Video: I Have a Tribe “Fly Like a Bird”

Irish musician Patrick O’Laoghaire, who performs under the moniker I Have a Tribe, is a brilliantly-gifted songwriter and his talent is displayed once again in his latest single, ‘Fly Like a Bird’.  O’Laoghaire’s characterful, gritty voice drifts above delicate, jazz-tinged folk instrumentation, gliding on beautiful musical currents.  O’Laoghaire says of the song: “I had no idea that this song was actually being recorded. A man stuck his head out of a studio and said he was looking for someone to play a piano so he could check if he had the microphones set up correctly. So I sat down and played and sang a tune. Afterwards he said, ‘I hope you don’t mind, I recorded that.’ And he played it back, and another man passing by heard it and said, ‘Hey, I like that, mind if I add some trumpet?’ And then it was done. It was only afterwards that I realised they were both musicians who’s playing I’d been enjoying for years: David Chalmin [Thom Yorke, Rufus Wainwright] and Trevor Hagen [Bon Iver]. I never knew what they looked like.”  There’s a bit of musical magic to this story that seems entirely fitting for I Have a Tribe and this song in particular.

The video fits perfectly with the song itself, featuring expansive footage of beautiful landscapes, taken from a bird’s eye view.

The single is from the highly-anticipated second album ‘Changing the Guard’, which will be available on 6th October 2023.  The new collection is a heart-warming exploration of life and is full of warmth and humanity.  O’Laoghaire describes the process of writing songs for the album and, again,  there’s a sense of magic in the process: “I’m not a man for straight lines. I’d have made a bad architect. If I designed buildings they wouldn’t last long but while they were standing I’d hope there was plenty of space for love in them. For a while I wanted to be a carpenter and construct things well balanced and solid and secure. But after a while I swapped rulers and measuring tapes to come back to song-lines.  There’s no straight lines in a song, there’s only song-lines. A song’s shape you can play with and it changes all the time. It can shape itself to fit the room it’s being sung in. It changes shape to embrace whomever it’s being sung for. So in that sense, everybody in the room has a part and an effect on the song being sung.  I haven’t travelled in straight lines myself and I tend to resist the notion of beginnings and endings. I’ve had the fortune along my way to play with musicians whose songs and whose ways I’ve loved for a long time. It’s a fine feeling, to share a tune with a musician who moves you, and I’m grateful. I sat down with Feist once and she said to me, ‘Let’s write a song, but let’s pretend it’s already written; Let’s see what happens if we start to sing, and trust the song will make itself known.’ So we started to sing, and it turned out, it wasn’t pretending at all – the song was there in the room waiting and all we had to do was listen and translate it into words and notes and song-lines. And this is the way I tend to write songs. It’s not writing at all really, it’s more like listening. If you listen close enough there’s a song there and if you listen closely to a song there’s love in it somewhere.”  It’s an intriguing approach that yields absorbing results.  Enjoy.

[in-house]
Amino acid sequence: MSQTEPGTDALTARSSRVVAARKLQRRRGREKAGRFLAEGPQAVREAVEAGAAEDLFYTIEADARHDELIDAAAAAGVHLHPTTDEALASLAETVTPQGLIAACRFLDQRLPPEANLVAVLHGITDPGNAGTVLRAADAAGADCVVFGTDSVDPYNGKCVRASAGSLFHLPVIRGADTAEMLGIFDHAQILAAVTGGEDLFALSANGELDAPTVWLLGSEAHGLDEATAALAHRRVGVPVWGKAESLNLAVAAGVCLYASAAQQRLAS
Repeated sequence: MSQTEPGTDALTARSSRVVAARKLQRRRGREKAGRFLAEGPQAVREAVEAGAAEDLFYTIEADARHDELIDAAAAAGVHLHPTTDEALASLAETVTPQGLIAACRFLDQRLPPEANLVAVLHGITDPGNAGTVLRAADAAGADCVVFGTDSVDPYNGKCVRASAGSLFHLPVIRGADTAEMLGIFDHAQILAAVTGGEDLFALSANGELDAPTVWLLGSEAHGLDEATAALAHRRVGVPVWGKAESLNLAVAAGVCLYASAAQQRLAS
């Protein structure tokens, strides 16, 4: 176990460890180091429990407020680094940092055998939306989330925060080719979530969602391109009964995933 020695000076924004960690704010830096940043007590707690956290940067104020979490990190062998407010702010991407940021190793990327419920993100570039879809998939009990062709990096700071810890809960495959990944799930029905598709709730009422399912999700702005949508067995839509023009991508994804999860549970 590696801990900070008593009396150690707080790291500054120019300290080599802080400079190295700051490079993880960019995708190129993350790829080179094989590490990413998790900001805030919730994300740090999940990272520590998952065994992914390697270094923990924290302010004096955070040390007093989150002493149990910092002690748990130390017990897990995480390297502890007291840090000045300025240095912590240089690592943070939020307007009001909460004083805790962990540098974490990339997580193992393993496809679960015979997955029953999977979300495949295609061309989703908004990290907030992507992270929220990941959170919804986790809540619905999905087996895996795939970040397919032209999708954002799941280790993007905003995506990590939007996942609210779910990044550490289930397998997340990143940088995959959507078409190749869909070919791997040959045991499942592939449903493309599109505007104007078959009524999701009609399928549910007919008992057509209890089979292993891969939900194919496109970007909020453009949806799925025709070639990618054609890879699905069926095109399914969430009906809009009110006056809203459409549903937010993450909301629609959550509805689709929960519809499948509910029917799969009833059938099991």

About Andrew Frolish 1453 Articles
From up north but now hiding in rural Suffolk. An insomniac music-lover. Love discovering new music to get lost in - country, singer-songwriters, Americana, rock...whatever. Currently enjoying Nils Lofgren, Ferris & Sylvester, Tommy Prine, Jarrod Dickenson, William Prince, Frank Turner, Our Man in the Field...
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